Guideline is lacking in crucial areas of pain management and mental health
…and does not cover endometriosis outside the pelvic cavity
Call for update being made in Endometriosis Action Month (March 2022)
Endometriosis UK is urging the Government to ensure NICE updates its guideline on endometriosis, with the charity saying that the guideline has significant gaps.
Endometriosis affects 1 in 10 women and those assigned female at birth from puberty to menopause, although the impact may be felt for life. Yet diagnosis takes 8 years on average, a figure that’s not changed in a decade.
For some, symptoms make it difficult to succeed in education or stay in employment, and the disease costs the UK economy an estimated £8.2 billion per year in treatment, healthcare and loss of work.1
During Endometriosis Action Month (March 2022), Emma Hardy MP and Hannah Bardell MP, Joint Chairs of the APPG on Endometriosis, will jointly table an Early Day Motion to ask for an update on NICE Guideline (NG 73) on Endometriosis: diagnosis and management, to begin this year. Endometriosis UK will be mobilising its supporters to write to their MPs to ask them to support this EDM.
A full review of the guideline is needed, with gaps being identified and current best practice and evidence evaluated. This includes three key areas:
1) Improved pain management, especially non-pharmacological (ie non-drug) pain management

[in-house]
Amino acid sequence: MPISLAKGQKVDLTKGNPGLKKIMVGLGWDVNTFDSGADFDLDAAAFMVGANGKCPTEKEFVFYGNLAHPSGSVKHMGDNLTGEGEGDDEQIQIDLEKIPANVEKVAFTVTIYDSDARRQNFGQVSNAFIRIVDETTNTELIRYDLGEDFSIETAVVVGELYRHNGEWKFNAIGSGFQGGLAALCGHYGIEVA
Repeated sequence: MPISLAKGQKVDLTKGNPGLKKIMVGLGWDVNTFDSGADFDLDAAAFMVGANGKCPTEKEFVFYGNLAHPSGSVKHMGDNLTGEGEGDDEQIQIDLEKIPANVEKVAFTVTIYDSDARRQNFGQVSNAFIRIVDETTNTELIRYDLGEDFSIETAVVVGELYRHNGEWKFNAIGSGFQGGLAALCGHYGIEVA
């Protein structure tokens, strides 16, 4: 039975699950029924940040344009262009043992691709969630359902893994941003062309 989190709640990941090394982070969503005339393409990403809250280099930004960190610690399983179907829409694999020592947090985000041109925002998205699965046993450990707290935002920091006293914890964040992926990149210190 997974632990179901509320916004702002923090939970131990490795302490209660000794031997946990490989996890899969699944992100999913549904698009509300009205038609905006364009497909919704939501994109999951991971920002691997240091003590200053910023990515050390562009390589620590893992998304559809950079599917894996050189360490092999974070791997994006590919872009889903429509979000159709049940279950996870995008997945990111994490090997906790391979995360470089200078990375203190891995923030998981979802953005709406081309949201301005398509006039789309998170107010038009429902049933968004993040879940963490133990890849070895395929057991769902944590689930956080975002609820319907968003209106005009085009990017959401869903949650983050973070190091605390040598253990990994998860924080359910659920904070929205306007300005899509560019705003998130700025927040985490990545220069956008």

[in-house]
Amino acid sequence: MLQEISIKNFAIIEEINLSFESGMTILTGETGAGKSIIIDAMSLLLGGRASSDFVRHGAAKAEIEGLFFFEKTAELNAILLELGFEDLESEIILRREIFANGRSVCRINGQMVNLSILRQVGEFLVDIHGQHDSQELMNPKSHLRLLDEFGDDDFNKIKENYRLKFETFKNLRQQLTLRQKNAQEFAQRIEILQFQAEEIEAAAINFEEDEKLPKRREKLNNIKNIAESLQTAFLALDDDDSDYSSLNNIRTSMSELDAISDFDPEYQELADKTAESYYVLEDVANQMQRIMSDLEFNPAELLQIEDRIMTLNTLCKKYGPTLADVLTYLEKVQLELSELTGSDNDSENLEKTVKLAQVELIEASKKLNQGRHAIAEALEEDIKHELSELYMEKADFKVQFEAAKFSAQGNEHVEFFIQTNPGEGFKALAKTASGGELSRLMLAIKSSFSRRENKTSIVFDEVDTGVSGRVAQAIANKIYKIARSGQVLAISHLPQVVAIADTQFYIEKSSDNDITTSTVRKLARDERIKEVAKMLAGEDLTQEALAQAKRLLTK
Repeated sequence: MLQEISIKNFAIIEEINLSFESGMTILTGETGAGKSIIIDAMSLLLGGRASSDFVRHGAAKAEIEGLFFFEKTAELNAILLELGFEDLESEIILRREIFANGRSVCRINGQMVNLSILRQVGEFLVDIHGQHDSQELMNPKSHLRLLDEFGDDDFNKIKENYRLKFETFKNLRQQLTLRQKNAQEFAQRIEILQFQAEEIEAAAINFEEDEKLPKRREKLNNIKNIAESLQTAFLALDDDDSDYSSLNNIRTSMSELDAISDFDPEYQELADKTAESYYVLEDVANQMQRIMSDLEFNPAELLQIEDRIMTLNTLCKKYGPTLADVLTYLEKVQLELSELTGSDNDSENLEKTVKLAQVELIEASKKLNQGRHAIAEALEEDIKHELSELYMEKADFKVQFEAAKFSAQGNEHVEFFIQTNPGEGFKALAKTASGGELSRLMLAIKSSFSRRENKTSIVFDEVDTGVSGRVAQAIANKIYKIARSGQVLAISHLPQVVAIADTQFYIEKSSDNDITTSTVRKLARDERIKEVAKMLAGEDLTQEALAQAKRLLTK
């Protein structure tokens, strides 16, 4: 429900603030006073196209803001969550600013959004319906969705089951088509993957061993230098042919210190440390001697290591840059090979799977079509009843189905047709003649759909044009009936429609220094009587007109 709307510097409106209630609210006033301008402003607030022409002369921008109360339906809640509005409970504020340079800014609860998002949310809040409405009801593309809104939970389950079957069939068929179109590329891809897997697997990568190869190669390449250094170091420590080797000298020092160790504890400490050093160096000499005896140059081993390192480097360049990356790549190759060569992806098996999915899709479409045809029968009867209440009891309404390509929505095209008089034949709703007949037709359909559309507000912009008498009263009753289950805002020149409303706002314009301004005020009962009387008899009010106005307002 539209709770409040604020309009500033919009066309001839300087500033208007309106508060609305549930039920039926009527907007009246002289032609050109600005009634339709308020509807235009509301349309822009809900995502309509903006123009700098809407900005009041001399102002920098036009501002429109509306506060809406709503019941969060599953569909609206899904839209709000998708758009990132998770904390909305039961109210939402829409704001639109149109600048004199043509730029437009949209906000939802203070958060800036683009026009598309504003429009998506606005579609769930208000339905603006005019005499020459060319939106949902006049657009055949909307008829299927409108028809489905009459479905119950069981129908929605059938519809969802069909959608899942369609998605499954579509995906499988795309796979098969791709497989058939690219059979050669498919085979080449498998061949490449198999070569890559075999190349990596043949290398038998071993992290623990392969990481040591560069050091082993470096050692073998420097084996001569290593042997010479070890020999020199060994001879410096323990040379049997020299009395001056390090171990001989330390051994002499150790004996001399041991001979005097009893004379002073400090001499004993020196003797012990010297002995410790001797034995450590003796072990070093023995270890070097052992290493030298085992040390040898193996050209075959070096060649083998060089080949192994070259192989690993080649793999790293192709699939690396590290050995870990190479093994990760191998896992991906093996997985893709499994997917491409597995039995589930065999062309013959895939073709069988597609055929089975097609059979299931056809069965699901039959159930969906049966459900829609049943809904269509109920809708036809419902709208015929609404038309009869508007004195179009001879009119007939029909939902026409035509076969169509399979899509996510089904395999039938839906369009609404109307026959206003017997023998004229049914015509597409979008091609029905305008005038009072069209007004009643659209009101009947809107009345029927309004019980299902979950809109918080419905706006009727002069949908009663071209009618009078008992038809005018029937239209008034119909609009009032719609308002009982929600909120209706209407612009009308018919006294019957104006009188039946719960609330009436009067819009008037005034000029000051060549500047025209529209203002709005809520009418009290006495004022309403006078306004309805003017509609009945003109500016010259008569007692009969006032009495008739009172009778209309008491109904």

Despite endometriosis causing chronic and sometimes debilitating pain, many experiencing very painful symptoms are not able to access pain management services. A 2020 study by the APPG on Endometriosis, supported by Endometriosis UK, found that lack of pain management support was a commonly mentioned theme, and 58% of those with endometriosis would have liked to have been offered pain management services, but were not. The only mention of non-drug options for pain management in the current NICE guideline is a reference to there not being evidence to support the use of Chinese herbal medicines; there is no reference to non-pharmacological pain management options such as pelvic physiotherapy or psychological interventions.
2) Endometriosis outside the pelvic cavity, which occurs in up to 12% of those with disease2
The current guideline covers only endometriosis within the pelvic cavity, despite up to 12% of those with endometriosis also having the disease elsewhere in the body – that’s up to 180,000 in the UK. As this is excluded from the NICE guideline, there are no care pathways for those with thoracic endometriosis, or any other extra pelvic endometriosis.
Endometriosis outside the pelvic cavity is most commonly found within the chest cavity, including lungs and diaphragm, and is referred to as thoracic endometriosis. Depending on where the endometriosis is found, it may result in chest pain, sometimes coughing up blood, lung collapse, or blood found in the chest cavity. These unpleasant, scary symptoms may go undiagnosed or misdiagnosed for many years – often longer even than the eight years it takes on average between onset of symptoms and diagnosis of pelvic endometriosis.
Earlier this year, Endometriosis UK backed a joint statement by the British Society for Gynaecological Endoscopy (BSGE) and the Royal College of Obstetricians and Gynaecologists (RCOG) calling improved care for those with thoracic endometriosis.
3) The mental health needs of those of living with endometriosis